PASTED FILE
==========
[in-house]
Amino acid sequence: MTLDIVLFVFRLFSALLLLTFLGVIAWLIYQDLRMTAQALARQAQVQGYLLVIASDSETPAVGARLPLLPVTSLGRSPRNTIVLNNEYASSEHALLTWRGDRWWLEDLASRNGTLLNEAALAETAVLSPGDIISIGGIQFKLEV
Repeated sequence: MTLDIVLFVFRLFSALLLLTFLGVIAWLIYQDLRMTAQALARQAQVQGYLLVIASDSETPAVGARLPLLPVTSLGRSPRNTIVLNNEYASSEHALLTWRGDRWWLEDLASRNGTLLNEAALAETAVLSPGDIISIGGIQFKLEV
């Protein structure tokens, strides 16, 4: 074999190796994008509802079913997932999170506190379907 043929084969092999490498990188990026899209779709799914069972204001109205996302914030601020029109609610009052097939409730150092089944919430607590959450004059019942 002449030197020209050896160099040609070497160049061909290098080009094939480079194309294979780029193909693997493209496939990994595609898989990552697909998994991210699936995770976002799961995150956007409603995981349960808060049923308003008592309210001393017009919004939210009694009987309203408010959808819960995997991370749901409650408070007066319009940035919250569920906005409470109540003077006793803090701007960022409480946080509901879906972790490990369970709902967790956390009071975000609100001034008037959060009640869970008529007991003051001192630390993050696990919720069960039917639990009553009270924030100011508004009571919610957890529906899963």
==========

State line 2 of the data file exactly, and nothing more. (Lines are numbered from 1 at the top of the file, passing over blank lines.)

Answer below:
Amino acid sequence: MTLDIVLFVFRLFSALLLLTFLGVIAWLIYQDLRMTAQALARQAQVQGYLLVIASDSETPAVGARLPLLPVTSLGRSPRNTIVLNNEYASSEHALLTWRGDRWWLEDLASRNGTLLNEAALAETAVLSPGDIISIGGIQFKLEV